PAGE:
Much like butter, David Byrne makes everything better.
I was reluctant to go to the Sabina show the other week. This wasn’t for lack of enthusiasm, just an abundance of banal exhaustion. Having travelled from Bed-Stuy, to the garment district, to Far Rockaway, and then back to Bed-Stuy between the hours of 8 and 8, the prospect of catching an 8:21 train into Chelsea was not an alluring one. But, I was aware of my responsibility, as well as the knowledge that anticipation is always worse than outcome. I knew that once I was at the Highline Ballroom, actually experiencing the show, I would be grateful. It’s kind of like going to the gym. I hear.
So I raced home and peeled off my work clothes, ripped and latex-larded from making enormous bowling pin costumes all day. Stuffing my mouth with the sad food that inhabits my fridge, I hopped around trying to simultaneously eat and switch shoes. I was out the door still chewing, a task as efficient as it is visually unsettling.
Walking from the C train to the show, a man with close-cropped, white hair whizzed past me on a bicycle. I froze, nearly getting grazed by an oncoming van. I stood in the middle of the street, watching him dismount and go into the venue. With a safe amount of delay, I crossed the street and followed him into the venue. “That’s fucking David Byrne,” I thought.
After checking in at the ticket counter I roamed the dance floor, jerking my head like a rooster every which way to spot that little tuft of silver. He’d vanished, probably to some VIP alcove imperceptible to the plebian eye.
As minutes passed I began to question myself. Maybe it wasn’t David Byrne. No one in the crowd seemed to be in a frenzy like I was, and surely if it were him a hoard of people would be searching with me. But, maybe it was…
I eventually snapped back to the reason I was there in the first place: Sabina. She started her set on the assigned hour, which is practically a lost art among musicians. She crept on stage in the garb of a modern-day Veruschka: heeled, fringe-cuffed boots, navy silk jumpsuit, and a fur cap of Davey Crockett proportion. I haven’t seen this much charisma onstage since I saw Tony Bennett in Seattle two years ago. Sabina’s backing band is comprised of suave gentlemen, all savants with their respective instruments. They opened with “Toujours,” the title track and first single off of Sabina’s latest album.
One of the record’s more contemporary sounding tracks, “Toujours” has a choppy, frenetic quality to it, made all the more frantic by a B-3 keyboard pulse throughout. Sabina’s energy radiated from the stage. How someone can play with such enthusiasm, and in heels no less, is a complete mystery to me. She flitted around, playfully dancing with her band mates and hopping like a baby chick. By song three she’d already spit out four different languages in her low, Neko-esque voice. She chats frequently with the crowd, asking them questions, encouraging their participation, and shouting out to friends. This woman is a true performer.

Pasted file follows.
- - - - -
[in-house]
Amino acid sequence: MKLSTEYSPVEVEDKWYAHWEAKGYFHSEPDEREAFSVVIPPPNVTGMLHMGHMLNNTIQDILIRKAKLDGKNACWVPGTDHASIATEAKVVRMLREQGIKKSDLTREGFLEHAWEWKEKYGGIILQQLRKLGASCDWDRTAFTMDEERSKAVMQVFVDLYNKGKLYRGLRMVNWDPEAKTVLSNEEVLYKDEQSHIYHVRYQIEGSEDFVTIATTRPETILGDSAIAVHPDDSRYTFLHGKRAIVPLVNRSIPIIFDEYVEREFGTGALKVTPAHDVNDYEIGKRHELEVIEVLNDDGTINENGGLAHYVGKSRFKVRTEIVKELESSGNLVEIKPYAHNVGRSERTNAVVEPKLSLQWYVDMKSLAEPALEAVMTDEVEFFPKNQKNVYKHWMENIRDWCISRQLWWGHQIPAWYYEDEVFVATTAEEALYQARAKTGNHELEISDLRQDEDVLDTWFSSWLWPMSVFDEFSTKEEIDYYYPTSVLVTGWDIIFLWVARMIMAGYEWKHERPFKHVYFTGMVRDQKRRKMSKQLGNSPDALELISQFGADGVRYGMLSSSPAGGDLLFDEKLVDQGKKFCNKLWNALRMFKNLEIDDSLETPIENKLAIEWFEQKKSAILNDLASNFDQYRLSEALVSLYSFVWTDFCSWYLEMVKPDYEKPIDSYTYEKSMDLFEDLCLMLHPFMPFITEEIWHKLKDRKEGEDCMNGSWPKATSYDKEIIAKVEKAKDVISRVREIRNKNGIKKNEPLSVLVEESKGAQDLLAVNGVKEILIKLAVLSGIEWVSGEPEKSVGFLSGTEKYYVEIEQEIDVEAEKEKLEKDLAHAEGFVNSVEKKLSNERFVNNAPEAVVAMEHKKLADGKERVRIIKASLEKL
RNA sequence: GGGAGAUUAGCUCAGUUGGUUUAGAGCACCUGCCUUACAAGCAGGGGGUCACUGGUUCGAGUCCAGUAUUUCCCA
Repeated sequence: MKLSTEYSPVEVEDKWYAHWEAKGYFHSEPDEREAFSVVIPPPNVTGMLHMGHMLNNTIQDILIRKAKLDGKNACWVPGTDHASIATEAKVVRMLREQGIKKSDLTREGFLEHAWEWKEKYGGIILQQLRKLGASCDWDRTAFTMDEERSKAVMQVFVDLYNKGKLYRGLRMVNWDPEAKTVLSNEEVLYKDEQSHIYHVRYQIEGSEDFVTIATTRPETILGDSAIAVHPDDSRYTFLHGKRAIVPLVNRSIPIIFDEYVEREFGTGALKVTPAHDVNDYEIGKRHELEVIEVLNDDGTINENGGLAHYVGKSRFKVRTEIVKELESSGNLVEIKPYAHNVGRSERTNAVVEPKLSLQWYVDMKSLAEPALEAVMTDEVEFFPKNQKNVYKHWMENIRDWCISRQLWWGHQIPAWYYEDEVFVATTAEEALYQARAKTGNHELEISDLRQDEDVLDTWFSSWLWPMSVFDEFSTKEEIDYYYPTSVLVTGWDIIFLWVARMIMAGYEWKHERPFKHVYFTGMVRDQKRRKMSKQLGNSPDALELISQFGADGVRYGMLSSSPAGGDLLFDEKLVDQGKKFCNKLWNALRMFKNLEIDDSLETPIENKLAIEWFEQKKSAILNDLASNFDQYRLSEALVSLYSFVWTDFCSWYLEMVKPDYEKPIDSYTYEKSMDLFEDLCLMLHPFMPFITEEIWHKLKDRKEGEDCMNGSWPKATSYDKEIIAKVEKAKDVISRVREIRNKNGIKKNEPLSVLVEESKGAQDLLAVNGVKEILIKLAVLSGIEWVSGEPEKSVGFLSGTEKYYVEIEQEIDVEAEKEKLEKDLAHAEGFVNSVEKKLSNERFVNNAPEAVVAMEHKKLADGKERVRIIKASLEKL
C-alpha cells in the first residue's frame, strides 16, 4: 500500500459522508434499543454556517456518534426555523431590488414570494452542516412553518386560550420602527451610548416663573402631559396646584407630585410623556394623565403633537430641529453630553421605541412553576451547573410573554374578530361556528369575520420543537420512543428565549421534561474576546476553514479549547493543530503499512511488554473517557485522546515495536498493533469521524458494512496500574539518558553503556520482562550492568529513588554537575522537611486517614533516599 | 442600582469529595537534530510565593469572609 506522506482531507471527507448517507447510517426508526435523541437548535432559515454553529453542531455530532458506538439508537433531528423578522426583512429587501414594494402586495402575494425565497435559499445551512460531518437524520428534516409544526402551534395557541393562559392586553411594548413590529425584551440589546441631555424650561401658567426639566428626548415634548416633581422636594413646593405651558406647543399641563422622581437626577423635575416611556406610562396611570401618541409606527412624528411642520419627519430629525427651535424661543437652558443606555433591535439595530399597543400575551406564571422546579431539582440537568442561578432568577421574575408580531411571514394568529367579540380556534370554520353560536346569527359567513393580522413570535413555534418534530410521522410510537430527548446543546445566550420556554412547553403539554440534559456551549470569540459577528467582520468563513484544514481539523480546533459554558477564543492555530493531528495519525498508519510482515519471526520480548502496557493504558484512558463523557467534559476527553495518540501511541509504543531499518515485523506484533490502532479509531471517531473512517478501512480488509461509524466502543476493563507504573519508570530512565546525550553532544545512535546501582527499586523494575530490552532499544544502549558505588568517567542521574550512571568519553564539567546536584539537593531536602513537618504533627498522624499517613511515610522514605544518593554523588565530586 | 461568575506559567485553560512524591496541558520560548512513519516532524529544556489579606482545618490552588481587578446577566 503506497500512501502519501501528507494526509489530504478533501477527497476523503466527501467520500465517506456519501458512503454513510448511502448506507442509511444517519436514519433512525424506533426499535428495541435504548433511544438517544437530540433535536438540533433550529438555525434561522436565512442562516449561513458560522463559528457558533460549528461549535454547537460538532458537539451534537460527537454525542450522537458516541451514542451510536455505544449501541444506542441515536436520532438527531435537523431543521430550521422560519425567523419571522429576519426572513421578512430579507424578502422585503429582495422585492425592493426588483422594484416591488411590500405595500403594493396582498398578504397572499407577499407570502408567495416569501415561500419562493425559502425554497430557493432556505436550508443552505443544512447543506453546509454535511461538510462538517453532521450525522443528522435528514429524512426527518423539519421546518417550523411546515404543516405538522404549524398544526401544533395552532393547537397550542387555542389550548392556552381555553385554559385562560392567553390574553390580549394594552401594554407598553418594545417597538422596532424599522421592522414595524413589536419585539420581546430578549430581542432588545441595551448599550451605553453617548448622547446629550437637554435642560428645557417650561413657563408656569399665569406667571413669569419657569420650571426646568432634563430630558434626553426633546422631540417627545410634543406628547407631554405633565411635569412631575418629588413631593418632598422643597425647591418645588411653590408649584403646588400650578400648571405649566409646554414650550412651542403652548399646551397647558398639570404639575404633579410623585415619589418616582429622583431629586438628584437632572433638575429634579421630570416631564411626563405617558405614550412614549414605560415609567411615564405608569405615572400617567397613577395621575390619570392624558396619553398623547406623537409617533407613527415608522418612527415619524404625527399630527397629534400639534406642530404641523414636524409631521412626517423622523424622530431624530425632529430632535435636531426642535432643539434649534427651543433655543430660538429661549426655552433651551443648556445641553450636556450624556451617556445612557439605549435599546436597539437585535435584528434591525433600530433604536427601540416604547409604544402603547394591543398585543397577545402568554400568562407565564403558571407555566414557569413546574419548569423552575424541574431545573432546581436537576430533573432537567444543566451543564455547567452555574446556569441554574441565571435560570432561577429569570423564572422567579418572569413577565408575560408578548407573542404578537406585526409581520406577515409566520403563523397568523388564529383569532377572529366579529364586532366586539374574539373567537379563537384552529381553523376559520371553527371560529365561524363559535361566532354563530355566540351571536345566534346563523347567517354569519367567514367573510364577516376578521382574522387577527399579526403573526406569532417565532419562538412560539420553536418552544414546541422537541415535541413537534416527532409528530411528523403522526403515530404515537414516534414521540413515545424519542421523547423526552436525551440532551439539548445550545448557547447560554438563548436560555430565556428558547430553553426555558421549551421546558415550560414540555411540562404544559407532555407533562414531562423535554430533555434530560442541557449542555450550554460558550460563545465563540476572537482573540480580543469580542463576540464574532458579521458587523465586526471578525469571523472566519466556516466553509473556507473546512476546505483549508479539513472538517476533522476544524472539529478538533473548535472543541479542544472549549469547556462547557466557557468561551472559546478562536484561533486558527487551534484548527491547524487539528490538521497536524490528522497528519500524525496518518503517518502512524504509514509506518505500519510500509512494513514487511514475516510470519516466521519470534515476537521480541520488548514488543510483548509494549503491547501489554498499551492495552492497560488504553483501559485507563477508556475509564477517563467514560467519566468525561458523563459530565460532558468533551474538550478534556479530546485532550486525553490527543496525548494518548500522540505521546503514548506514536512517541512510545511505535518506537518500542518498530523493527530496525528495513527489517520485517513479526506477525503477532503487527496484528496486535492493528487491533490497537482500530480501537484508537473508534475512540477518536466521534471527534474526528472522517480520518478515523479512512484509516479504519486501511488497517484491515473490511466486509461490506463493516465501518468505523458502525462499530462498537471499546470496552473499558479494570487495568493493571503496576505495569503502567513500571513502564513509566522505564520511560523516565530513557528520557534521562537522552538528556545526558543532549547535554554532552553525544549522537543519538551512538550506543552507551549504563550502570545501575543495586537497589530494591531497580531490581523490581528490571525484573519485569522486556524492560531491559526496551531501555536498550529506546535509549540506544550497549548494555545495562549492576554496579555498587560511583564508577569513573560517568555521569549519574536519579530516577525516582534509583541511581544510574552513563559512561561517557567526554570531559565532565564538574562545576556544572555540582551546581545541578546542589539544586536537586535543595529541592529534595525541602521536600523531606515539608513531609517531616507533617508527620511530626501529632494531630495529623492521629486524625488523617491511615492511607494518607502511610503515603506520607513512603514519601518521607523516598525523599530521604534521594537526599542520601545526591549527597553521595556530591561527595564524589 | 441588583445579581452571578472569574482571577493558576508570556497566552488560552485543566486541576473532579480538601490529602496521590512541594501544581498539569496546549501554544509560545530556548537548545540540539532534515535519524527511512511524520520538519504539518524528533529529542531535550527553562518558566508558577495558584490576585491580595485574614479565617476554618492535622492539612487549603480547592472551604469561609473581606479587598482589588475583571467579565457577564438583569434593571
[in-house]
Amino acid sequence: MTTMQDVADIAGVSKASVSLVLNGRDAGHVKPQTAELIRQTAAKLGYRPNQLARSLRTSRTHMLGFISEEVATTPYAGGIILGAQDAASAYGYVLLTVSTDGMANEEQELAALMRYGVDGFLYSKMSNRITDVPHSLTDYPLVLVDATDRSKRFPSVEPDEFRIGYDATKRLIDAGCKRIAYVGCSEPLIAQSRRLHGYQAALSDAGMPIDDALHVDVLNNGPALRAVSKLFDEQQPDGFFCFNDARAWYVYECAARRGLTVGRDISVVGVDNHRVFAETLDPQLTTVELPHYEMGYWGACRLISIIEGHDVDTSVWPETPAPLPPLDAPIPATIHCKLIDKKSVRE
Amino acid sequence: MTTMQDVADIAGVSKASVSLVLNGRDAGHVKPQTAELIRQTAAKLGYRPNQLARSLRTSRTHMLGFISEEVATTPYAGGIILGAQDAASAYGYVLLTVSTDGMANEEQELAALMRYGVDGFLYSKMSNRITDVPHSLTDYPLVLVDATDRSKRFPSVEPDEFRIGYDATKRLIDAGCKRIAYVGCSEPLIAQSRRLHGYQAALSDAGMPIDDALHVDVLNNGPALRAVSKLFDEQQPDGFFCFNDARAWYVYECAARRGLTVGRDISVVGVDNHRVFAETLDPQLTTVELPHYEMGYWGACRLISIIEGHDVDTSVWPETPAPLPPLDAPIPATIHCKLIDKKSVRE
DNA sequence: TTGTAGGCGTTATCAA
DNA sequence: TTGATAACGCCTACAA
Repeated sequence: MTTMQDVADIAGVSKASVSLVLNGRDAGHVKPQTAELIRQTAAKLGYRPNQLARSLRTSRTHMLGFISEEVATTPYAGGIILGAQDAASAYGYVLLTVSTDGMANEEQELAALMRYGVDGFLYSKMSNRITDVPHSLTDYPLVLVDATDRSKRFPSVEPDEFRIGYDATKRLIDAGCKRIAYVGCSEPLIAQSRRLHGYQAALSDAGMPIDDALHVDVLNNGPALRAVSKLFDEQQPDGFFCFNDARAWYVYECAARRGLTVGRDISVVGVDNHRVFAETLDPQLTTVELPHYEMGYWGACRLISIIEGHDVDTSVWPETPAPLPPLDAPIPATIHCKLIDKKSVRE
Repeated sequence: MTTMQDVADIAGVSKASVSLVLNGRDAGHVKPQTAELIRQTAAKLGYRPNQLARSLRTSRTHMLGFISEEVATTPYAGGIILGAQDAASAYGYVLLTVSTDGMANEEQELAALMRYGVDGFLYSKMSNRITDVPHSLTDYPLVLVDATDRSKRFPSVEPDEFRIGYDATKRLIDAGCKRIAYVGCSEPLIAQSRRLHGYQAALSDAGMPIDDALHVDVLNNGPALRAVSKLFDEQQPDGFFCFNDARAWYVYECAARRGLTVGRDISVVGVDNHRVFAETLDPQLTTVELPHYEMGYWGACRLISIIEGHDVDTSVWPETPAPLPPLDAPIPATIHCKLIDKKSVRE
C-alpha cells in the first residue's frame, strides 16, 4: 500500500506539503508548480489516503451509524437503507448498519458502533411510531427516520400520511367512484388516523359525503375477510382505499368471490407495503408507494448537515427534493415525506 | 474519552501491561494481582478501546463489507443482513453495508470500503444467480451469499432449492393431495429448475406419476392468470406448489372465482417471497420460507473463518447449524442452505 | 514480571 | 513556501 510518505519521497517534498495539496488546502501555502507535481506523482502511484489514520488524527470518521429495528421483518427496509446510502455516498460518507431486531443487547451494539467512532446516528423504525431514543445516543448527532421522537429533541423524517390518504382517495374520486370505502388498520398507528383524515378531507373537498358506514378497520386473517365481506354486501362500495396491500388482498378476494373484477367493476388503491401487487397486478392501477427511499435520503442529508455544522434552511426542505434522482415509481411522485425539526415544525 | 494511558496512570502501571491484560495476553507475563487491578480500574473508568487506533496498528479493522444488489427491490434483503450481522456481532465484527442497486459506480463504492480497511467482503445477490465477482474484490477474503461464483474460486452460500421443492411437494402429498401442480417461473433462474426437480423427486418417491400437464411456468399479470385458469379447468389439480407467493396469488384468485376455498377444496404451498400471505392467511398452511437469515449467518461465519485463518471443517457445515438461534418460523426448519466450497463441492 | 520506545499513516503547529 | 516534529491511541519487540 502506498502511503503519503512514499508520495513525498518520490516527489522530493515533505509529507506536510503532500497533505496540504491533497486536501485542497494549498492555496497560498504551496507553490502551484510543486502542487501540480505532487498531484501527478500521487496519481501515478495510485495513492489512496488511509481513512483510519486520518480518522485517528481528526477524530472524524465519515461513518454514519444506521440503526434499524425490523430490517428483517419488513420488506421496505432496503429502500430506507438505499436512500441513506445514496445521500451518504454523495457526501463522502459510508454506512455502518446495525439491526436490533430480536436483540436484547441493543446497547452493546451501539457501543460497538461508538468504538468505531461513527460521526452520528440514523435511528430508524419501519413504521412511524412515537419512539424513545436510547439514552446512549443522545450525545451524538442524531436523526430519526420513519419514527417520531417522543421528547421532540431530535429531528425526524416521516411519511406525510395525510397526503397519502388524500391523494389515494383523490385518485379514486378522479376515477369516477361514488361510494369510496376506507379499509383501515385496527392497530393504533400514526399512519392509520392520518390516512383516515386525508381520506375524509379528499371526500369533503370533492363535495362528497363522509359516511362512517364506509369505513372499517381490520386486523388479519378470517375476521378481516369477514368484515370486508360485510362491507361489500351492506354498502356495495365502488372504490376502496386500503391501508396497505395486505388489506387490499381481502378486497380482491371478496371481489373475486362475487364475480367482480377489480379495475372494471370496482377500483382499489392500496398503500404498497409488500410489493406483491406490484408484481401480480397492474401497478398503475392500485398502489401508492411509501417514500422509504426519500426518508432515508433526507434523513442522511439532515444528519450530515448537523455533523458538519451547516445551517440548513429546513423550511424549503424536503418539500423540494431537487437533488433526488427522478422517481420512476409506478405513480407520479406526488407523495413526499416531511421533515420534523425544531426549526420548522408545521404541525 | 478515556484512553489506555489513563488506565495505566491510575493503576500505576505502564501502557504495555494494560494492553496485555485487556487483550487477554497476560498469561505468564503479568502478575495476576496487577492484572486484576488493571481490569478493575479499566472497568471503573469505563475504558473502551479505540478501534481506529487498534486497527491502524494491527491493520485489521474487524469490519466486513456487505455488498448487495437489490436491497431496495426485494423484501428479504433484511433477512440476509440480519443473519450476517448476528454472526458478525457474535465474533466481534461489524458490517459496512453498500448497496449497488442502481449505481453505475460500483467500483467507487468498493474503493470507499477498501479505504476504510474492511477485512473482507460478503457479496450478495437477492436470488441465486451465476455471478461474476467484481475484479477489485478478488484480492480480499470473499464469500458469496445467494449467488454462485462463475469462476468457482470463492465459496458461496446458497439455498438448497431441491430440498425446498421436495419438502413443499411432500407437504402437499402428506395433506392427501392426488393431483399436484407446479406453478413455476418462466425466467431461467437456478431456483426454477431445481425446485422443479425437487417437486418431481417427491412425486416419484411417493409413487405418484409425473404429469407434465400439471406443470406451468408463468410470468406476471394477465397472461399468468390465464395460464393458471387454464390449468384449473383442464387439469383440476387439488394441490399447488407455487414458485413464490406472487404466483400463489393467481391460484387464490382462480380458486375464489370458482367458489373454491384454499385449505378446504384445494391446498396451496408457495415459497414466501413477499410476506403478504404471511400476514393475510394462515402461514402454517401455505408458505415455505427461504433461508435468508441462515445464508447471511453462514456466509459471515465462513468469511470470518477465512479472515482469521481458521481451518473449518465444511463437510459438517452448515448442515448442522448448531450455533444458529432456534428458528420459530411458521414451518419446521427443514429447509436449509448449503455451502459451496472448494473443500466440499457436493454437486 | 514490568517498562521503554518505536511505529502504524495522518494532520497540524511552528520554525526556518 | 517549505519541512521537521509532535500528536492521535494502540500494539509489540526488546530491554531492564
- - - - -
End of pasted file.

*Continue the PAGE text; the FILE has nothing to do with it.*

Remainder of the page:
Still, as captivated as a I am by Sabina, my mind won’t stop screaming “Show me the David Byrne. SHOWWWW ME the David Byrne!” As if he heard, a little, silver head of hair appeared in the caged area by stage left. I couldn’t tear my eyes away. Is he going to come on stage? Or is he just going backstage? He started to creep behind the sound guy, into a curtained area. With humble steps he made his way on stage, and for the first time the crowd realized what was happening.
“Who is that?” a woman in front of me asked her boyfriend. “ It’s David Byrne!” I had wedged myself between them and interjected with the subtlety of Rain Man. “David Byrne, definitely David Byrne, definitely.”
So my wish came true. David and Sabina sang together for one beautifully somber song. The music fell back, bringing their vocals to the forefront. All I could do was shake. These are the moments you think: “say what you will, New York aint all that bad.”
David left the stage with as much caution as he mounted it, and remained in the crowd the rest of the show. Not in a fancy booth with bottle service, just in the crowd, bobbing his head and smiling, and chatting amicably with anyone who approached him. I was too shy to say anything, but I was dancing about three feet away from him, so as far as I’m concerned, I danced with David Byrne. Definitely.
The rest of Sabina’s set was entertaining, humorous, and full of enthusiasm. At one point, during a performance of a song I’ve yet to identify, two groups of gentlemen held up finger-painted signs depicting flaming feces, each reading “Hot Poo.” I searched the Google high and low for a song with such a title, but was left none the wiser to this inside joke. Please enlighten me if it didn’t elude you.
Between a pop-up appearance by David Byrne, pyro-poop jokes, and one of the strangest crowds I’ve ever encountered, the night was far from a disappointment. I’m just glad I was able to drag my ass to the Highline Ballroom afterall.